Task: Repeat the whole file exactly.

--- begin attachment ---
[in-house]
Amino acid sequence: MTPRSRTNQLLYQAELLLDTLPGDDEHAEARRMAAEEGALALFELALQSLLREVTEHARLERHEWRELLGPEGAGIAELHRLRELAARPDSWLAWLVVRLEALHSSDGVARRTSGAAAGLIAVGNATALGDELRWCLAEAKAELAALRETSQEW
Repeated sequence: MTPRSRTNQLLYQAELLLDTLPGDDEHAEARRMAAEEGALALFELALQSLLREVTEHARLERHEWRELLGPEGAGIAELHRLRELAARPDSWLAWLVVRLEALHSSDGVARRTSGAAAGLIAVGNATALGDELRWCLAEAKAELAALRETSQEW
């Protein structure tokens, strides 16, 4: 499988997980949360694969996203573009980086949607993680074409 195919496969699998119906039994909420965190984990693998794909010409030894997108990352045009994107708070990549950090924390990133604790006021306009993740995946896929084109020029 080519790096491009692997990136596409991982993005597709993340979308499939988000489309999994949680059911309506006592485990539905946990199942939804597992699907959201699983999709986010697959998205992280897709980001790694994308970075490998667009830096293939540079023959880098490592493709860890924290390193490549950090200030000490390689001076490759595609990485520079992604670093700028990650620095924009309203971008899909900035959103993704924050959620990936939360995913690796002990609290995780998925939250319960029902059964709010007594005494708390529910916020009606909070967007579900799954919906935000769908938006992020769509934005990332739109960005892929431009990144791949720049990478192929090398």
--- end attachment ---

[in-house]
Amino acid sequence: MTPRSRTNQLLYQAELLLDTLPGDDEHAEARRMAAEEGALALFELALQSLLREVTEHARLERHEWRELLGPEGAGIAELHRLRELAARPDSWLAWLVVRLEALHSSDGVARRTSGAAAGLIAVGNATALGDELRWCLAEAKAELAALRETSQEW
Repeated sequence: MTPRSRTNQLLYQAELLLDTLPGDDEHAEARRMAAEEGALALFELALQSLLREVTEHARLERHEWRELLGPEGAGIAELHRLRELAARPDSWLAWLVVRLEALHSSDGVARRTSGAAAGLIAVGNATALGDELRWCLAEAKAELAALRETSQEW
């Protein structure tokens, strides 16, 4: 499988997980949360694969996203573009980086949607993680074409 195919496969699998119906039994909420965190984990693998794909010409030894997108990352045009994107708070990549950090924390990133604790006021306009993740995946896929084109020029 080519790096491009692997990136596409991982993005597709993340979308499939988000489309999994949680059911309506006592485990539905946990199942939804597992699907959201699983999709986010697959998205992280897709980001790694994308970075490998667009830096293939540079023959880098490592493709860890924290390193490549950090200030000490390689001076490759595609990485520079992604670093700028990650620095924009309203971008899909900035959103993704924050959620990936939360995913690796002990609290995780998925939250319960029902059964709010007594005494708390529910916020009606909070967007579900799954919906935000769908938006992020769509934005990332739109960005892929431009990144791949720049990478192929090398």